<h2 id="a-web-browser-for-thoughts-not-documents-or-apps">A web browser for thoughts, not documents or apps</h2>

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url: https://thesephist.com/posts/browser/
hash_url: ed384fc76fbe9728070efb6c71a0eb9c

<p>A month ago, I built a <a href="/posts/monocle/">personal search engine called <em>Monocle</em></a> that let me search through a trove of personal information I’ve saved over time, from notes to journal entries to bookmarks and tweets. Shortly thereafter, I switched my default search engine in my web browser from Google to Monocle, marking the start of my slow descent into the fascinating rabbit hole that is transmogrifying my web browser into my best, most flexible, most versatile tool for thinking, learning, and remembering.</p>
<p>A month ago, I built a <a href="https://thesephist.com/posts/monocle/">personal search engine called <em>Monocle</em></a> that let me search through a trove of personal information I’ve saved over time, from notes to journal entries to bookmarks and tweets. Shortly thereafter, I switched my default search engine in my web browser from Google to Monocle, marking the start of my slow descent into the fascinating rabbit hole that is transmogrifying my web browser into my best, most flexible, most versatile tool for thinking, learning, and remembering.</p>
<p>A couple of weeks later, I built and started using <a href="https://github.com/thesephist/revery">Revery</a>, a browser extension that shows quick summaries and topically related notes and bookmarks from my collection whenever I’m reading anything on the Web.</p>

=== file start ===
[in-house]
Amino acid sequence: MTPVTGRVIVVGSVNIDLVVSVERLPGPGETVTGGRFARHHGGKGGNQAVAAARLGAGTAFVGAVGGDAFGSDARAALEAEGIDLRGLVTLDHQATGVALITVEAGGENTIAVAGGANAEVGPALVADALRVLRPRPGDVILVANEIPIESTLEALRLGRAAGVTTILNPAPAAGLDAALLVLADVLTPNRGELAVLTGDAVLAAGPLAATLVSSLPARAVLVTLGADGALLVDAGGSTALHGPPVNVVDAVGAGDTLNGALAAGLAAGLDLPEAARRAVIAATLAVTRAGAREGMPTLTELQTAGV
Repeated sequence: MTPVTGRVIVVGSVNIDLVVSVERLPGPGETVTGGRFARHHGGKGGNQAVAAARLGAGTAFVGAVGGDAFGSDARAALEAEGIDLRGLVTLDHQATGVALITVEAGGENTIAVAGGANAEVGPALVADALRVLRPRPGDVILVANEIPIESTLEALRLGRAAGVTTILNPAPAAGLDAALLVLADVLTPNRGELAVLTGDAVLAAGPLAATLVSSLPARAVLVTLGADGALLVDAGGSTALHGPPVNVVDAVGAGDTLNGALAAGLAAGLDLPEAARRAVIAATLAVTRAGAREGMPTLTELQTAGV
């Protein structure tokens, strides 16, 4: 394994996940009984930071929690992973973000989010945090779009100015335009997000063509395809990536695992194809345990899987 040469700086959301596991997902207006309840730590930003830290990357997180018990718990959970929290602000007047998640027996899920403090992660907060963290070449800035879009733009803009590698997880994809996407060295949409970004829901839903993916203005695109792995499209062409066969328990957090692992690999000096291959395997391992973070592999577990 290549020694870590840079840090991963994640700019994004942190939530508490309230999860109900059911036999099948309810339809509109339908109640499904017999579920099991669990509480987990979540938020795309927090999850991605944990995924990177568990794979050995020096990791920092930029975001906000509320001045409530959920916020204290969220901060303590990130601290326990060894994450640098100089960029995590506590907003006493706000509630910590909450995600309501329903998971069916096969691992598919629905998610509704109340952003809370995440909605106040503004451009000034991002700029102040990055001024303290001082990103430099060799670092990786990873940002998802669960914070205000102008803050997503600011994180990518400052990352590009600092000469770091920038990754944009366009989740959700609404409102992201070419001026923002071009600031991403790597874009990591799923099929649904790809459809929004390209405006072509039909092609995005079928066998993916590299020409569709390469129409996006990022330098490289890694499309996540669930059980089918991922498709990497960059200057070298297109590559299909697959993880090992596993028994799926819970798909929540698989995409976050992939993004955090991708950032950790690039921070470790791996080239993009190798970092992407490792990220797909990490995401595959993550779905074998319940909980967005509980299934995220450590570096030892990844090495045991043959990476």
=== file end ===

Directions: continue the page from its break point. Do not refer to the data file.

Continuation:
<p><img src="https://thesephist.com/img/revery-devices.png" alt="Revery running on an iPad and a laptop"></p>
<p>Living with these small bits of customization and intelligence scattered throughout my browser, I’m increasingly convinced that <strong>the future of the web browser is the best tool – nay, <em>medium</em> – for thought</strong>.</p>
@@ -20,12 +20,12 @@ hash_url: ed384fc76fbe9728070efb6c71a0eb9c
<p>As with any dichotomy, there are grey areas. Powerful, effective tools can become mediums and enablers too. The graphical computer user interface wasn’t just a better way to write scientific simulations or data processing systems – it also became a new medium for creative work. Programming languages began history as a more efficient way to store and maintain punchcard programs, but a half-century of innovation has made it a medium for expressing programs that couldn’t be written before.</p>
</blockquote>
<p>Despite the renewed focus I see in the community of people and companies trying to build better tools for thought, I think much of our work is still confined to tool-making. That is, most of our efforts are about creating more automatic, more efficient ways to do what we already know how to do – spaced repetition, Zettelkasten, journaling, and so on. <strong>We are busy making more effective command-line apps for thought, rather than dreaming up graphical interfaces.</strong></p>
<p>Building a tool is a relatively straightforward affair. We can look around at existing workflows and needs that people have, and design some set of features <a href="/posts/tools/">around the workflows</a> and needs that we observe.</p>
<p>Building a tool is a relatively straightforward affair. We can look around at existing workflows and needs that people have, and design some set of features <a href="https://thesephist.com/posts/tools/">around the workflows</a> and needs that we observe.</p>